US to hold military aid to Ukraine
Washington DC: A US budget official told the Pentagon to "hold off" on military aid to Kiev 90 minutes after a controversial phone call between President Donald Trump and his Ukrainian counterpart Volodymyr Zelensky, according to an internal email.
The email was part of a series published by the investigative nonprofit Center for Public Integrity.
Trump is accused of withholding USD 400 million in assistance to Ukraine to push Kiev to investigate his political rival Joe Biden.
"Based on guidance I have received and in light of the Administration's plan to review assistance to Ukraine... please hold off on any additional DoD obligations of these funds," Office of Management and Budget official Michael Duffy wrote in an email to Pentagon officials.
The email is time-stamped 11:04 am -- an hour and 31 minutes after Trump's controversial July 25 phone call with Zelensky ended, according to a summary of the conversation released by the White House.
"Given the sensitive nature of the request, I appreciate your keeping that information closely held to those who need to know," Duffey added.
Republicans defended the move in a December 2 House of Representatives staff report, saying it was "not unusual" for foreign aid to be delayed, the Center for Public Integrity noted.
And Republican Senator Ron Johnson on Sunday told ABC's "This Week" that the "new emails don't shed any new light" on Trump's rationale for withholding aid to Ukraine.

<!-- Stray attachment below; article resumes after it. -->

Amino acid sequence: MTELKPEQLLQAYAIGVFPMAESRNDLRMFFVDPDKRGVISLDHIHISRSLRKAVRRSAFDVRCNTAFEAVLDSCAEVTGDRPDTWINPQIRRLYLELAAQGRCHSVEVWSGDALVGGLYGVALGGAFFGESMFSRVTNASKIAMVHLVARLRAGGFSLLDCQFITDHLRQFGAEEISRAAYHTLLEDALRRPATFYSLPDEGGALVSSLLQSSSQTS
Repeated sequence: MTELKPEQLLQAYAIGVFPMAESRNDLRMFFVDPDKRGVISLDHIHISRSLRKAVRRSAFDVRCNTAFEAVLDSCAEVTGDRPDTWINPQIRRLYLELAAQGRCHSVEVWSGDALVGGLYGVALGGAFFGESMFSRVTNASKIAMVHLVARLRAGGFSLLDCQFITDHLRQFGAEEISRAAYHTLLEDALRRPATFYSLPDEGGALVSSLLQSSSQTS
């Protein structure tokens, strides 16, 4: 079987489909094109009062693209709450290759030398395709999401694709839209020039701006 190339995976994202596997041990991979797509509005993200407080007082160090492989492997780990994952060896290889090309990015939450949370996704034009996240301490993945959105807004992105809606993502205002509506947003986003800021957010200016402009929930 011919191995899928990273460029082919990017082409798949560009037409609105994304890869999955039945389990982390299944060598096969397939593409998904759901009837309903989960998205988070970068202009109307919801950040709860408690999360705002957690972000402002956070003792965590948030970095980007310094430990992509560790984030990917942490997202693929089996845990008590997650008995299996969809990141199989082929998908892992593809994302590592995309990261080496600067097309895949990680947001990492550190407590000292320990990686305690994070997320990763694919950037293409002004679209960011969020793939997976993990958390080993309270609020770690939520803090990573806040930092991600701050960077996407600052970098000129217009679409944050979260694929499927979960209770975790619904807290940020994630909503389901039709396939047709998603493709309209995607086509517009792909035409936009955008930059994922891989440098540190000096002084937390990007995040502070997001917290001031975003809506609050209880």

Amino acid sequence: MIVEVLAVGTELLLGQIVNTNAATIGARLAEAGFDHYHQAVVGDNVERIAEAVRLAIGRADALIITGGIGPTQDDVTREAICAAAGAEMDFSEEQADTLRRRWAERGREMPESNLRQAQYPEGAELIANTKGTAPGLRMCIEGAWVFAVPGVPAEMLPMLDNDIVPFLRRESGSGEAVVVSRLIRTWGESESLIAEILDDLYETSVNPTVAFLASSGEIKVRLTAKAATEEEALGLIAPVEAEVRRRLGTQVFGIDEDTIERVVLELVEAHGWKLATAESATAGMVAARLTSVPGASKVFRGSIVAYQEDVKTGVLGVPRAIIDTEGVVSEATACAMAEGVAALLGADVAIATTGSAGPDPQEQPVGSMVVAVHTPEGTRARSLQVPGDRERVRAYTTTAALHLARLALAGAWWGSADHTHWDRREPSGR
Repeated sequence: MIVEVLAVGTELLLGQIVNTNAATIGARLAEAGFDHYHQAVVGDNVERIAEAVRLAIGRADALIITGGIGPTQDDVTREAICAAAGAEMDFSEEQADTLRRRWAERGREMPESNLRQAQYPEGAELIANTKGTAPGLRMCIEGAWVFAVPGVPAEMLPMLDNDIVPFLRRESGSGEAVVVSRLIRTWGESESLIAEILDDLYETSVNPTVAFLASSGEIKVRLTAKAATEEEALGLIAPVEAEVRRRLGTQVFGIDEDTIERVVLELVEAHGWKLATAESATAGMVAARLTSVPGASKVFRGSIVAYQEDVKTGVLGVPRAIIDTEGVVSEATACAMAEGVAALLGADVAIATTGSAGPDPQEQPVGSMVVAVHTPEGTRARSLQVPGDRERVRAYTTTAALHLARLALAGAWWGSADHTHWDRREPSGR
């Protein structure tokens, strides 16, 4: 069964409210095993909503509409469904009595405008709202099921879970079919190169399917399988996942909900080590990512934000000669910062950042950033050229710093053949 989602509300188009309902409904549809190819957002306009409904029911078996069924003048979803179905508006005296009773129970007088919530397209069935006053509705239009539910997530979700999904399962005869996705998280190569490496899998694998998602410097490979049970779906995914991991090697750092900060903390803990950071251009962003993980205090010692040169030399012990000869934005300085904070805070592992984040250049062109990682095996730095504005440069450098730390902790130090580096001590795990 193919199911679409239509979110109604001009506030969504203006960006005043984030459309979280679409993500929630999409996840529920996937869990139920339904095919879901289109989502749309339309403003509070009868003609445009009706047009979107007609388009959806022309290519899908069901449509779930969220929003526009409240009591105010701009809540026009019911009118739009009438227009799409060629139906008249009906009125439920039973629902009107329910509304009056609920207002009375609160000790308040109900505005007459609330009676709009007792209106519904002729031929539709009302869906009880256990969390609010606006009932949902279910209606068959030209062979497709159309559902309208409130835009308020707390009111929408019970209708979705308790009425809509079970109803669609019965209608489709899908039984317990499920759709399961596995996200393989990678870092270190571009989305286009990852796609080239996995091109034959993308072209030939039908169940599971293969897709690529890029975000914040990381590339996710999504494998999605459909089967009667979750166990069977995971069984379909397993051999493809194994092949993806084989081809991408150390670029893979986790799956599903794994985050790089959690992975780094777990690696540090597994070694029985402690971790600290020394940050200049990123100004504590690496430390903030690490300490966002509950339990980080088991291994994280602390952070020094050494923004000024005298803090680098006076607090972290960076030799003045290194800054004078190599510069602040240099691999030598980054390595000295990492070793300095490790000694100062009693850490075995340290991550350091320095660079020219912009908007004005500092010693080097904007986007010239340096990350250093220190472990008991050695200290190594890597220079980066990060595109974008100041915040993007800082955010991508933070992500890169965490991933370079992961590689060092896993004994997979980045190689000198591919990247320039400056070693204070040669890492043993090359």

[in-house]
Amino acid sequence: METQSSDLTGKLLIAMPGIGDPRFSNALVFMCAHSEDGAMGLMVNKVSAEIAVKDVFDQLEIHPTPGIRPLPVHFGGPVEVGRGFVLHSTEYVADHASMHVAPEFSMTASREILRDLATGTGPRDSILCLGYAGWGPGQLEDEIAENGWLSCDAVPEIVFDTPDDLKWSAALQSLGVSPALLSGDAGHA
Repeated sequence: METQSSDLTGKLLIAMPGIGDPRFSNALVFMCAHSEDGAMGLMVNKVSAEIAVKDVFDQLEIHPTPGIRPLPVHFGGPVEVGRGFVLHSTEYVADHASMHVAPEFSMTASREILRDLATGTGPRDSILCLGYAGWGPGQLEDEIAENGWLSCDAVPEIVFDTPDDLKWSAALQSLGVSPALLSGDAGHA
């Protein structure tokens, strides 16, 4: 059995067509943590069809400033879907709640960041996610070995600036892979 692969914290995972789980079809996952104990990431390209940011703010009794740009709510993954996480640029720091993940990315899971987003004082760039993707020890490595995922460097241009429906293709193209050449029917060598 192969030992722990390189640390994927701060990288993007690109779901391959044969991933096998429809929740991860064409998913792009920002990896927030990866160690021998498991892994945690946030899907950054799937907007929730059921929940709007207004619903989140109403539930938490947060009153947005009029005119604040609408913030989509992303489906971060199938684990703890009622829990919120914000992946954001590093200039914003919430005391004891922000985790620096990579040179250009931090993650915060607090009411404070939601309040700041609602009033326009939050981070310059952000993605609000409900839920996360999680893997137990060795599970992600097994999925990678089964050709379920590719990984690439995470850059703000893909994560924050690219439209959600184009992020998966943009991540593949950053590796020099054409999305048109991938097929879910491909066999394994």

"The president was concerned about whether or not America's hard-earned taxpayer dollars should be spent into a country where there's been proven cases of corruption," he said.
Top Senate Democrat Chuck Schumer meanwhile called the emails "explosive" in a tweet Sunday, denouncing Trump's refusal to let certain White House officials
testify. "If nothing is wrong with withholding the aid, why didn't Michael Duffey want anyone to know about what he was doing?" Schumer
The email "is all the more reason why we need Duffey and others to testify in a Senate trial."
Democratic Senator Amy Klobuchar echoed Schumer's sentiment on CNN's "Face the Nation" Sunday.
"If the president is so innocent and shouldn't be impeached, why is he afraid to have these people come forward?" the presidential hopeful said. Trump was impeached by the House of Representatives for abuse of power and obstruction of Congress on December 18.
Despite testimony from 17 officials that Trump leveraged his office for political gain, the president has maintained his innocence throughout the impeachment inquiry -- denouncing it as an "attempted coup" and an "assault on America."
He faces a trial in the Senate, possibly in January.
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